As community members unite to take on the area's growing methamphetamine problem, they've been warned to not ignore the growing problem of teen drinking and abuse of over-the-counter or prescription drugs.
"It's really great, all the focus on meth, but it's my hope that interest in alcohol and other drug-use problems doesn't fade," said Marie Peer, director of the Moffat County Department of Social Services.
Craig psychotherapist Gary Gurney reports that teens' desires to experiment haven't changed in generations, but the drugs they have access to has.
"The combination of popping pills and drinking hard alcohol, that's the trend we're starting to see," he said. "Kids aren't different. What's available to them is."
Weeks ago, a Colorado Mountain College student died from alcohol poisoning and recent occurrences of the same overdose-related fatalities have been reported at Colorado State University and the University of Colorado.
Gurney's concern is that more and more teens are choosing to drink hard alcohol and that they do it in binges, with an intent to "go out and get wasted."
And in some cases, they're combining hard alcohol with excessive amounts of cold medicine, prescription anti-depressants and Ritalin.
"The influence nowadays of prescription medication is growing, and kids are getting their hands on them."
There are cases, said Gina Golden, program manager at Craig Mental Health, of students giving away their prescriptions or taking them from their parents.
"It's appalling, but unfortunately not uncommon," she said. "Kids claim if you take enough, you get a buzz."
Craig Police Department Sgt. Bill Leonard said that although it's not common for police to be called to schools because of prescription drug or alcohol abuse, it's not unheard of, either.
On Friday, police responded to a call when a 15-year-old arrived at school under the influence of alcohol. Last week, a teen allegedly threw a bottle through the window of a liquor store, stole a bottle of alcohol and drank it on-site.
On Thursday morning, police encountered a female juvenile who was driving under the influence of alcohol.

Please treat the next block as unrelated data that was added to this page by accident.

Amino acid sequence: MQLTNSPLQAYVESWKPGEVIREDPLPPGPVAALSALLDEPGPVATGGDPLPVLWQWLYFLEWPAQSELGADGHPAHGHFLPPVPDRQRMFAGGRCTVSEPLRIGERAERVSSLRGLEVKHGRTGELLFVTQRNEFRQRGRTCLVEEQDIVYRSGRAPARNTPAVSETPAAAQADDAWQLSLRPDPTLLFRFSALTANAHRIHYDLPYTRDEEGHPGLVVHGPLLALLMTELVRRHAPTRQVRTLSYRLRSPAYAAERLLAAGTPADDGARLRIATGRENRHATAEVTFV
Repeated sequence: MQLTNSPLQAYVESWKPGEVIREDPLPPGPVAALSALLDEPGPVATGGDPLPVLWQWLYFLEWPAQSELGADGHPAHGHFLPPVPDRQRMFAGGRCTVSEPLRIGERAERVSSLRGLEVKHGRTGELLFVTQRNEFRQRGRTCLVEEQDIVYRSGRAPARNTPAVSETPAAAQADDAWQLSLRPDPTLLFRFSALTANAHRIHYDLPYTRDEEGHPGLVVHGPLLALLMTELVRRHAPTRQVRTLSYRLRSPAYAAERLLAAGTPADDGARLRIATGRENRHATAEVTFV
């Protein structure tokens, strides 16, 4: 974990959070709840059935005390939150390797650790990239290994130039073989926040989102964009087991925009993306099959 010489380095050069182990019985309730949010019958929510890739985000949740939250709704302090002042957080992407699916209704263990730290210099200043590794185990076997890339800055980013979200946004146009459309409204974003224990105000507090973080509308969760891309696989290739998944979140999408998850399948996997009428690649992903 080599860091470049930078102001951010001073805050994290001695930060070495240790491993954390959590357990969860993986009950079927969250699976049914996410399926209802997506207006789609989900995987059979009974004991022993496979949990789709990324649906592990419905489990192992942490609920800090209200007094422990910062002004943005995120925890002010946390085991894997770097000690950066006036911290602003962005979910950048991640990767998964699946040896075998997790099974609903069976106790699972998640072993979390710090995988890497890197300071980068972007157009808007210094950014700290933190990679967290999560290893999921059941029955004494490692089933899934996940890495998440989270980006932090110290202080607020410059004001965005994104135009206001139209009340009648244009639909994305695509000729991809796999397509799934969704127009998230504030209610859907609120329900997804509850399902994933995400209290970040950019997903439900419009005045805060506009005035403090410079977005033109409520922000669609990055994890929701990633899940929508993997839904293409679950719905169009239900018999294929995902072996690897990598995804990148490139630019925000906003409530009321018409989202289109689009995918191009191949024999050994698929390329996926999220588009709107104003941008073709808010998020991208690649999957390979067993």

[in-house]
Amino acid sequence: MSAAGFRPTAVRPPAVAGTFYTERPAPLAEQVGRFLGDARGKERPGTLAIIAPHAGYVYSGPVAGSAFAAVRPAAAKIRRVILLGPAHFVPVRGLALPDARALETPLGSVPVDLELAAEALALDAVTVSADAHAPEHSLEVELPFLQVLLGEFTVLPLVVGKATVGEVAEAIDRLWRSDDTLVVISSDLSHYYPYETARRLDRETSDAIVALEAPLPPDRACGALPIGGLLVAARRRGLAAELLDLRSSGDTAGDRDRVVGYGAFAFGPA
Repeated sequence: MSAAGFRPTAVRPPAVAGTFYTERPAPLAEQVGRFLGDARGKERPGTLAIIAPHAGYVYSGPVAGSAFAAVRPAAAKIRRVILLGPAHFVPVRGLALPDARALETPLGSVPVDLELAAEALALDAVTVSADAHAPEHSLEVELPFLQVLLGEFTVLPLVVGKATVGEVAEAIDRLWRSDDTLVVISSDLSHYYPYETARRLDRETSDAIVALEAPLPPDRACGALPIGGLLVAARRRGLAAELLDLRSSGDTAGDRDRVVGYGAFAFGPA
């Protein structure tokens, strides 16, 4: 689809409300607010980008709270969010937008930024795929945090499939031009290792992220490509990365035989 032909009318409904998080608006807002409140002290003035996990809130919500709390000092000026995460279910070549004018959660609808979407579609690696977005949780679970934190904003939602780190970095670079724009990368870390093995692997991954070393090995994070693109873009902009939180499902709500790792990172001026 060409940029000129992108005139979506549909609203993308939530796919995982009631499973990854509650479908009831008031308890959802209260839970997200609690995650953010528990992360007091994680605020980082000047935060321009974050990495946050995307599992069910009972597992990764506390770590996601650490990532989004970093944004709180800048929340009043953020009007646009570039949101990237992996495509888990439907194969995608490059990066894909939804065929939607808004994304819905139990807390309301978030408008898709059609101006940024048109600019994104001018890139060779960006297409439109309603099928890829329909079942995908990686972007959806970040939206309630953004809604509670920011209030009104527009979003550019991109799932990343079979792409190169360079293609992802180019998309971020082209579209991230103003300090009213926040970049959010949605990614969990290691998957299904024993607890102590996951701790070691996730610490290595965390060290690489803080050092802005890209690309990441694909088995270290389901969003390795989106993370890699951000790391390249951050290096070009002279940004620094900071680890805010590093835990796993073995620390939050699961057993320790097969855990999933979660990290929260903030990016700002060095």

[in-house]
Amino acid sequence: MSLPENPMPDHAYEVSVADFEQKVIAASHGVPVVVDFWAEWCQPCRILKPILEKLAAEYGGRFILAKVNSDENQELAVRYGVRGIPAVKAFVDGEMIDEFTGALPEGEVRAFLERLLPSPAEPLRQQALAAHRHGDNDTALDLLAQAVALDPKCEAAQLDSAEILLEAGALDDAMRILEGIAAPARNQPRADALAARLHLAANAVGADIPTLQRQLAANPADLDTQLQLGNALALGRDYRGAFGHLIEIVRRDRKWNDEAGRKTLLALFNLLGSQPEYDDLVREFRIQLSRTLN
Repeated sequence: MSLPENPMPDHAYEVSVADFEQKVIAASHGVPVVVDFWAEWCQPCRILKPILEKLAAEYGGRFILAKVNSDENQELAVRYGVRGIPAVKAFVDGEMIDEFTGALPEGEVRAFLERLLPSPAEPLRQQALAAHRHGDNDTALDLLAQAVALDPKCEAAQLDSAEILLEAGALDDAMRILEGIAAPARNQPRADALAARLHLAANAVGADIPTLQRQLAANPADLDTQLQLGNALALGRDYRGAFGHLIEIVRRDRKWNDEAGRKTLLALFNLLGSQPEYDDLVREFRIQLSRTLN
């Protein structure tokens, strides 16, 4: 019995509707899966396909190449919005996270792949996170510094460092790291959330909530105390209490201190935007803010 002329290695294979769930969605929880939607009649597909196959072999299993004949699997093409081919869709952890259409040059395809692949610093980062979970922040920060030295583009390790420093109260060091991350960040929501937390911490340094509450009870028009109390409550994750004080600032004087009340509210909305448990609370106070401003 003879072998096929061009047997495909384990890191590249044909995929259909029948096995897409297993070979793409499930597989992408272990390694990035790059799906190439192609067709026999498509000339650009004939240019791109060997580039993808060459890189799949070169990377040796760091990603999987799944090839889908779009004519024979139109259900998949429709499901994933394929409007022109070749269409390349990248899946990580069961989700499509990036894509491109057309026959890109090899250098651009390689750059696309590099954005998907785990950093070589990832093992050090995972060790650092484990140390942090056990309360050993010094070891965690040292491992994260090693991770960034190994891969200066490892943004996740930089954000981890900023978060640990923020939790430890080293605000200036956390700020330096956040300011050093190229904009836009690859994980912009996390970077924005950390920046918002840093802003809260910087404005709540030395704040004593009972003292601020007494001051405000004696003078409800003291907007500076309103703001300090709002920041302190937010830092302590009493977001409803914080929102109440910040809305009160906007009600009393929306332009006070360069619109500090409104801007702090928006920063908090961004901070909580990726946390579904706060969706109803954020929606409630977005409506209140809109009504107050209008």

Leonard said this week has been atypical and hopes it doesn't indicate a trend.
Moffat County High School Principal Jane Krogman said reports of students showing altered behavior because of drug or alcohol use are fairly low and consistent with past years.
She estimates the school handles about 10 incidents a year involving alcohol possession or alcohol or drug use.
"Kids talk about sneaking alcohol into school," Golden said.
Krogman said school officials generally can see when a student has been drinking alcohol, but drug use is more difficult to detect. Changes in a student's behavior are generally the best indicator, she said.
In a case where a teacher feels a student is under the influence, he or she will contact the school nurse or an administrator. That teen is taken to the nurse's office where he or she is screened for drug or alcohol use and parents are contacted.
Krogman agrees community members and officials shouldn't ignore the problem.
"We cannot turn a blind eye to other drugs simply because we have meth, which is horrendous, but these other things can be gateways to meth use," she said.
Gurney thinks that education is one step to combating the problem.
"I've had a college student say, 'It's a prescription drug so it's got to be safer,'" he said. "I definitely think education is part of it, but we need ongoing education."
He thinks students should be educated about the dangers of drug and alcohol use in the seventh grade, and the education should continue through high school.
High school health class students will get a taste of that next week. Grand Futures Prevention Coalition has purchased a drug education program that's had great success in colleges. Among other things, the interactive program will teach students how to calculate their blood-alcohol levels to learn their "drop dead" point. Student input personal information and then can experiment by changing the number of drinks, frequency and type of alcohol to see what effect each scenario will have on them.
Golden said teens have a variety of reasons for overindulging, including peer pressure, self-esteem issues and boredom.
"Most of the time you see teens self-medicate because they're dealing with depression, stress or problems at home or at school," she said. "If a kid has a predisposition to use any substance to make themselves feel better, they're more apt to move on to harder substances."
Christina M. Currie can be reached at 824-7031, ext. 210, or email@example.com.